Parental experiences of scoliosis management in Rett syndrome

Disabil Rehabil. 2009;31(23):1917-24. doi: 10.1080/09638280902846392.


Background: Scoliosis is the most common orthopaedic complication of Rett syndrome. Parents of affected individuals are vital partners in the clinical management of scoliosis and this study explored parental experiences of various aspects of different management options.

Methods: Publicly available Rettnet postings informed the development of an online questionnaire about scoliosis and its management in Rett syndrome. Parents of subjects who met the criteria for Rett syndrome participated in a survey using this questionnaire.

Results: One hundred and eighty families participated in this study with scoliosis having developed in 135 (75.4%) of subjects. Eighty-four (62.2% of subjects with scoliosis) had received specific treatment for scoliosis while 51 (37.8%) had not. Surgery was perceived as improving the scoliosis in the majority of subjects but had considerable emotional effects for families of subjects who were less severely affected (p = 0.055) or older (p = 0.063). Physiotherapy and bracing were perceived as not reducing the progression of the curve, but physiotherapy was frequently reported to be beneficial to the subject's quality of life and bracing was frequently associated with side effects such as decreased mobility and problems with pressure. Only half of respondents felt that information about scoliosis provided by clinicians was adequate.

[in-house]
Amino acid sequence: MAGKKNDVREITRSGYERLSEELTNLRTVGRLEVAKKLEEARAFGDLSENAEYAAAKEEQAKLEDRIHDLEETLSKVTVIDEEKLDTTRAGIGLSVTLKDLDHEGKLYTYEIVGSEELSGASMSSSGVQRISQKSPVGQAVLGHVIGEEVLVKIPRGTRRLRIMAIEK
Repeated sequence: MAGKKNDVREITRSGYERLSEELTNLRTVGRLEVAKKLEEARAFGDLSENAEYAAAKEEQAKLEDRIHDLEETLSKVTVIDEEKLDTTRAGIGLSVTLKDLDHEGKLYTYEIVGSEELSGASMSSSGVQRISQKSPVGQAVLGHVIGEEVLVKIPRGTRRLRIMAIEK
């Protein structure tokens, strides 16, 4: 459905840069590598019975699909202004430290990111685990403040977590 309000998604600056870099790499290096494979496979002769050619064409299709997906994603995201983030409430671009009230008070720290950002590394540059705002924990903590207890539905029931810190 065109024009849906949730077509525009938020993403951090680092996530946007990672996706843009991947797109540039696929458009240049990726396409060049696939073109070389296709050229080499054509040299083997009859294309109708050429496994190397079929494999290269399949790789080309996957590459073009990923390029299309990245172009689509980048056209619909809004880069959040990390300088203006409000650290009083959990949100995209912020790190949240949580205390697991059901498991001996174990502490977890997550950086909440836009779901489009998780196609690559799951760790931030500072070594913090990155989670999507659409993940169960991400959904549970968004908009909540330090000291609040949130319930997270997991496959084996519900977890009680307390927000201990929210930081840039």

Conclusions: The perspectives of parents provided useful insights into the complexities of decision-making regarding scoliosis treatment in Rett syndrome. The provision of scoliosis information by clinicians should be more family-centred.

Publication types

  • Research Support, N.I.H., Extramural
  • Research Support, Non-U.S. Gov't

MeSH terms

  • Adolescent
  • Adult
  • Child
  • Child, Preschool
  • Decision Making
  • Female
  • Humans
  • Infant
  • Male
  • Middle Aged
  • Parents / psychology*
  • Rett Syndrome / complications*
  • Scoliosis / etiology*
  • Scoliosis / rehabilitation*
  • Surveys and Questionnaires